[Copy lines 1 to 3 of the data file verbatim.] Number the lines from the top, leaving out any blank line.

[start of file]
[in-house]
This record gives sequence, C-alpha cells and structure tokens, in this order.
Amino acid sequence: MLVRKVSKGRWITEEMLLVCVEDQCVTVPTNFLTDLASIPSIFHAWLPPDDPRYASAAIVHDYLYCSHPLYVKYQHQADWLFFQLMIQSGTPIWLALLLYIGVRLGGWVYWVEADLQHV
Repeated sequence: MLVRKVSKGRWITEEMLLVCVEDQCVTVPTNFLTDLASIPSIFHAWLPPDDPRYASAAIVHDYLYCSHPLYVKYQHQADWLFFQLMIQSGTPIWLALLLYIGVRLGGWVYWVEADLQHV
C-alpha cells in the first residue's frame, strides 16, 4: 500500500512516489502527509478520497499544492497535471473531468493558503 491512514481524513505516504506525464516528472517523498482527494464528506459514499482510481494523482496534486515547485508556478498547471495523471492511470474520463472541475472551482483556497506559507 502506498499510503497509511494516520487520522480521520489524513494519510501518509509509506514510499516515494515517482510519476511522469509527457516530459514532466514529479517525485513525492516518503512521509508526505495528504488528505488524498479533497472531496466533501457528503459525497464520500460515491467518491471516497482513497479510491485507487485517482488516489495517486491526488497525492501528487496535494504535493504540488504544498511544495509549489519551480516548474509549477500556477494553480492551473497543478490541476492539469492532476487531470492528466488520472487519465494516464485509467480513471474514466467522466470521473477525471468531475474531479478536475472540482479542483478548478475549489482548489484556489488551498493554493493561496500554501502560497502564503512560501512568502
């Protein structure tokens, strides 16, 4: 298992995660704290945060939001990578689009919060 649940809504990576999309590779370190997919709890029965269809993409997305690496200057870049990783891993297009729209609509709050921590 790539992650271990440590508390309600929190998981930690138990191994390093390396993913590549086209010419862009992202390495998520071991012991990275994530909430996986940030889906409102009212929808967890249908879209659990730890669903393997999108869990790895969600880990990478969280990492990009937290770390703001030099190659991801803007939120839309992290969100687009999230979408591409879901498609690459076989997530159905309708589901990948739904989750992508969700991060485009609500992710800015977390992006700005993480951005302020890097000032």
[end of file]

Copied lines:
[in-house]
This record gives sequence, C-alpha cells and structure tokens, in this order.
Amino acid sequence: MLVRKVSKGRWITEEMLLVCVEDQCVTVPTNFLTDLASIPSIFHAWLPPDDPRYASAAIVHDYLYCSHPLYVKYQHQADWLFFQLMIQSGTPIWLALLLYIGVRLGGWVYWVEADLQHV